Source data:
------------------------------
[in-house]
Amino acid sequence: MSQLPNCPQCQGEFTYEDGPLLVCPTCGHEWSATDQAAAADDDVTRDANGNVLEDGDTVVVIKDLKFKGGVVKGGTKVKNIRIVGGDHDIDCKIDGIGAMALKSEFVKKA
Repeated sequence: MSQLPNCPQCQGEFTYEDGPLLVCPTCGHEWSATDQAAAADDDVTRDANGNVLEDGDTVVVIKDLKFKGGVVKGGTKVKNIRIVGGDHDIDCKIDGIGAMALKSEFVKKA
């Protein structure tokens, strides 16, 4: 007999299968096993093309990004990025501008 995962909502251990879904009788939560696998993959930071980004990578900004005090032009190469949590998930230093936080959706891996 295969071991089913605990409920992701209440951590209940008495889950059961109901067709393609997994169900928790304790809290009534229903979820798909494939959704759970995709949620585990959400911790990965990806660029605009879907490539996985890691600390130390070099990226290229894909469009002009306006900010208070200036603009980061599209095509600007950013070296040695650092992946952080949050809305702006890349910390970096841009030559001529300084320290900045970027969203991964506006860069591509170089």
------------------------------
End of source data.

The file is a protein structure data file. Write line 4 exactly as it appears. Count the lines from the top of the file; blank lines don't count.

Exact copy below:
């Protein structure tokens, strides 16, 4: 007999299968096993093309990004990025501008 995962909502251990879904009788939560696998993959930071980004990578900004005090032009190469949590998930230093936080959706891996 295969071991089913605990409920992701209440951590209940008495889950059961109901067709393609997994169900928790304790809290009534229903979820798909494939959704759970995709949620585990959400911790990965990806660029605009879907490539996985890691600390130390070099990226290229894909469009002009306006900010208070200036603009980061599209095509600007950013070296040695650092992946952080949050809305702006890349910390970096841009030559001529300084320290900045970027969203991964506006860069591509170089």